glowing below a murder
The “murder / of commas,” not crows, is an image of the textual sublime that is simultaneously strange and accurate, recalling the representative failures of language while not beholden to any such simple purpose. Or consider the end of “firstname.lastname@example.org,” that strange lyric of ghost correspondences and summer storms quoted above, in which the speaker writes to a self he has seemingly just discovered:
The storm cuts to poorly-lit
skirmish scenes, twitching
strobe, rolls its boulders,
a cannonade over ticking
oil jacks, miles of grain—
and what part of me
meaning I guess
I carry the carol of death,
an heirloom in a chest.
These last two lines betray Nathan’s skill with alliteration, assonance, and even slant rhyme, a rare pleasure in a chapbook where O’Hara’s melodies of the intimate conversation are more dominant than are, say, the melodies of Hopkins; although, of course, as in O’Hara, the conversational style is not plain nor is it artless. At the end of “email@example.com,” though, I see the poet freed from the burdens of physical representation. The “carol of death” seems another kind of disavowal, not of the world outside the self but of a more familiar self identity, a self behind or beneath or within the self. Watching the storm’s “skirmish scenes,” the speaker finds a truer song of disembodiment, of the acceptance of death, locked as though in a chest inside him—a song that is more him (“what part of me / is me?”) than the part that fears the storm.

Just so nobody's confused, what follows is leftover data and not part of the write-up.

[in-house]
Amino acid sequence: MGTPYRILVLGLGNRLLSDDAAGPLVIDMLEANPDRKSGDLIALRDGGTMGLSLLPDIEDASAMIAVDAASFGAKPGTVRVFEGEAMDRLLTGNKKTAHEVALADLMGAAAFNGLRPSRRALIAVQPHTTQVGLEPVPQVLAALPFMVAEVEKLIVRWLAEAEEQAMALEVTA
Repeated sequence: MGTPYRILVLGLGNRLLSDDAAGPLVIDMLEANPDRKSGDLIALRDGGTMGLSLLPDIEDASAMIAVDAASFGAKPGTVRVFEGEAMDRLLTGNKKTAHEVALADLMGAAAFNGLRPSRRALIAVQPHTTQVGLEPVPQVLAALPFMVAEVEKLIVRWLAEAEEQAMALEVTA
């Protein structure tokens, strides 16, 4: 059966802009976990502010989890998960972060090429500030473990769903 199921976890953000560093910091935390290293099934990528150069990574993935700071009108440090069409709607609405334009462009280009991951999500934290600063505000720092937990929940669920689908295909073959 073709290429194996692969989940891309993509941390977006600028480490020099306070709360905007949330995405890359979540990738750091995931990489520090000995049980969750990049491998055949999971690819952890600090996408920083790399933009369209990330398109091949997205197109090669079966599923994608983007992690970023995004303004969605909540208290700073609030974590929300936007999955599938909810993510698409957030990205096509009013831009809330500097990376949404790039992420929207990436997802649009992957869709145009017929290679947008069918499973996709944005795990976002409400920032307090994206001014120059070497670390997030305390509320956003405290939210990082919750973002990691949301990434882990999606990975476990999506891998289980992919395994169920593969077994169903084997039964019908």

Finally, the taste that lingers in the mouth after reading this chapbook is optimism, joy, a lighthearted fraying at the seam of emptiness that imbues all movement with something like intimacy. Even the ruinous muse is sung in an uplifting key. For Nathan love is possible, the world is not irredeemable. The chapbook, in the first lyric fragment, begins by asking the question, “Mr. President // what will end / our sadness?” The President, it turns out, is a false ironic authority on this matter of our sadness; instead, the following poems tell us, the anonymous poet knows that the answer lies in the lyric life, observation, solitude, beautiful estrangements. The chapbook thus enacts an end to sadness. When the speaker and his lover look upon a decaying squirrel “with a beard of flies,” he remarks: “it is not gross, and it is not sad” (“I’ve asked a woman for a kiss—the oak outside is tinged with red—”). This is the foundation for Nathan’s poiesis, an unequivocal disavowal of the “gross” and “sad” that often fill our attentions. It is a mode of making that we, as readers, would be wise to attend to.